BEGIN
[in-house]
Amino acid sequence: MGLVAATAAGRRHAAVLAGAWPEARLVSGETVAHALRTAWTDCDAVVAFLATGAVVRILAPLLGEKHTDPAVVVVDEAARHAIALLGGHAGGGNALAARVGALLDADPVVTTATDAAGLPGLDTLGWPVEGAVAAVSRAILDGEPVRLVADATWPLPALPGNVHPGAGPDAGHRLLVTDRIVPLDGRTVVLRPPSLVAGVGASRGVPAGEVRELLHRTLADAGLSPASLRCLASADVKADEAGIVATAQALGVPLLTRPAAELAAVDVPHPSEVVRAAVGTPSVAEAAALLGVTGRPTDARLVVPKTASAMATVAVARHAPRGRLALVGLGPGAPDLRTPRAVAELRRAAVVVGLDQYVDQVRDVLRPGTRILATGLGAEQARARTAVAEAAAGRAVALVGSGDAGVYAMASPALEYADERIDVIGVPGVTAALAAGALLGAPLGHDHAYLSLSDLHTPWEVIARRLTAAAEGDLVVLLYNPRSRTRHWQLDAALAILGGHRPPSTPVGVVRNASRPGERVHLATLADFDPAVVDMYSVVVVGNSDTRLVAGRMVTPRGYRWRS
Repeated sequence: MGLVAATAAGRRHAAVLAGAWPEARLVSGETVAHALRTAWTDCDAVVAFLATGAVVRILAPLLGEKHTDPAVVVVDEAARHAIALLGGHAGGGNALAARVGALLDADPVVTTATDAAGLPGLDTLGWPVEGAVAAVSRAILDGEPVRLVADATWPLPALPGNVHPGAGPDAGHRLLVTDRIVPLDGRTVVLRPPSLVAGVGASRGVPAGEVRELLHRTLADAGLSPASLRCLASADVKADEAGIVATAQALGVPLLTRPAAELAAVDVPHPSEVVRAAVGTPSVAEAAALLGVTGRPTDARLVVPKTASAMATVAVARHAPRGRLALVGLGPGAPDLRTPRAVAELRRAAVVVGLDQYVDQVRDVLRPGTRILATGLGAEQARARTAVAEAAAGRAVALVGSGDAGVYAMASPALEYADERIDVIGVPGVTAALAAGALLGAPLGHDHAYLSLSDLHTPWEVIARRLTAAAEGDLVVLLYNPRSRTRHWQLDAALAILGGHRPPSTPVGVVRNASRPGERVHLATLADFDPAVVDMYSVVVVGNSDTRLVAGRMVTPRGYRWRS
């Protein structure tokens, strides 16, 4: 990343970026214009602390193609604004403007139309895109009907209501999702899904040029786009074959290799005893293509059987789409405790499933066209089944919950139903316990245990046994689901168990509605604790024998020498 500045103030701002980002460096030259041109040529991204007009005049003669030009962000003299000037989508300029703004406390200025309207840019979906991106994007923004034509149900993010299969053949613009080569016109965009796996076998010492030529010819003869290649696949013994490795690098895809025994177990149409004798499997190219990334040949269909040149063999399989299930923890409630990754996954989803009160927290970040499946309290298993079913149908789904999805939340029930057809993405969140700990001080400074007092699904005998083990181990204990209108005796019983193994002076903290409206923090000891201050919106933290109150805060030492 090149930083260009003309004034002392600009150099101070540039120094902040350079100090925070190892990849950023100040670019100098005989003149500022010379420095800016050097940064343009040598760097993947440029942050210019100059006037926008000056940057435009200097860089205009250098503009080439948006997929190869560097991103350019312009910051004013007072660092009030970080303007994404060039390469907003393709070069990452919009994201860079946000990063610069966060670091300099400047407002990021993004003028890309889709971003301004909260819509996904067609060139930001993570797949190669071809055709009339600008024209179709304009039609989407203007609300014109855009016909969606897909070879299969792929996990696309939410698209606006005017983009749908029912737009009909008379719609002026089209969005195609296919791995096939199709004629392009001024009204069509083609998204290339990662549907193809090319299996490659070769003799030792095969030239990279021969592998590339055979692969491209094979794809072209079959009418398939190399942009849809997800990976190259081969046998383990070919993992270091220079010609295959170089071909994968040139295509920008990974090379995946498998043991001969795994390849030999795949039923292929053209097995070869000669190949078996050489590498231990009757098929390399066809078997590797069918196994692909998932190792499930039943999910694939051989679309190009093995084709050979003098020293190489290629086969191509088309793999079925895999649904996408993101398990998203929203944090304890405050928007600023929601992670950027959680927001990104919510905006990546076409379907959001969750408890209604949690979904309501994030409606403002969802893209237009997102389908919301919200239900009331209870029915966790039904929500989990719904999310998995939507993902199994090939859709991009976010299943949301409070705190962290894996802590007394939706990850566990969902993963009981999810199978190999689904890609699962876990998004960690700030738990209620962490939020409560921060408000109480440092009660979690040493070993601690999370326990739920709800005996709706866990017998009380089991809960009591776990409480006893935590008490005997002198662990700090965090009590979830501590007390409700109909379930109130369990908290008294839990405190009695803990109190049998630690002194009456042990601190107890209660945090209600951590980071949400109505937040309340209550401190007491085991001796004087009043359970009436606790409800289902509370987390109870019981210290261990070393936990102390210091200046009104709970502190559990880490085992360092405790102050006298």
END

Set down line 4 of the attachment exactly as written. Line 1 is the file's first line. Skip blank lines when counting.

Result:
């Protein structure tokens, strides 16, 4: 990343970026214009602390193609604004403007139309895109009907209501999702899904040029786009074959290799005893293509059987789409405790499933066209089944919950139903316990245990046994689901168990509605604790024998020498 500045103030701002980002460096030259041109040529991204007009005049003669030009962000003299000037989508300029703004406390200025309207840019979906991106994007923004034509149900993010299969053949613009080569016109965009796996076998010492030529010819003869290649696949013994490795690098895809025994177990149409004798499997190219990334040949269909040149063999399989299930923890409630990754996954989803009160927290970040499946309290298993079913149908789904999805939340029930057809993405969140700990001080400074007092699904005998083990181990204990209108005796019983193994002076903290409206923090000891201050919106933290109150805060030492 090149930083260009003309004034002392600009150099101070540039120094902040350079100090925070190892990849950023100040670019100098005989003149500022010379420095800016050097940064343009040598760097993947440029942050210019100059006037926008000056940057435009200097860089205009250098503009080439948006997929190869560097991103350019312009910051004013007072660092009030970080303007994404060039390469907003393709070069990452919009994201860079946000990063610069966060670091300099400047407002990021993004003028890309889709971003301004909260819509996904067609060139930001993570797949190669071809055709009339600008024209179709304009039609989407203007609300014109855009016909969606897909070879299969792929996990696309939410698209606006005017983009749908029912737009009909008379719609002026089209969005195609296919791995096939199709004629392009001024009204069509083609998204290339990662549907193809090319299996490659070769003799030792095969030239990279021969592998590339055979692969491209094979794809072209079959009418398939190399942009849809997800990976190259081969046998383990070919993992270091220079010609295959170089071909994968040139295509920008990974090379995946498998043991001969795994390849030999795949039923292929053209097995070869000669190949078996050489590498231990009757098929390399066809078997590797069918196994692909998932190792499930039943999910694939051989679309190009093995084709050979003098020293190489290629086969191509088309793999079925895999649904996408993101398990998203929203944090304890405050928007600023929601992670950027959680927001990104919510905006990546076409379907959001969750408890209604949690979904309501994030409606403002969802893209237009997102389908919301919200239900009331209870029915966790039904929500989990719904999310998995939507993902199994090939859709991009976010299943949301409070705190962290894996802590007394939706990850566990969902993963009981999810199978190999689904890609699962876990998004960690700030738990209620962490939020409560921060408000109480440092009660979690040493070993601690999370326990739920709800005996709706866990017998009380089991809960009591776990409480006893935590008490005997002198662990700090965090009590979830501590007390409700109909379930109130369990908290008294839990405190009695803990109190049998630690002194009456042990601190107890209660945090209600951590980071949400109505937040309340209550401190007491085991001796004087009043359970009436606790409800289902509370987390109870019981210290261990070393936990102390210091200046009104709970502190559990880490085992360092405790102050006298």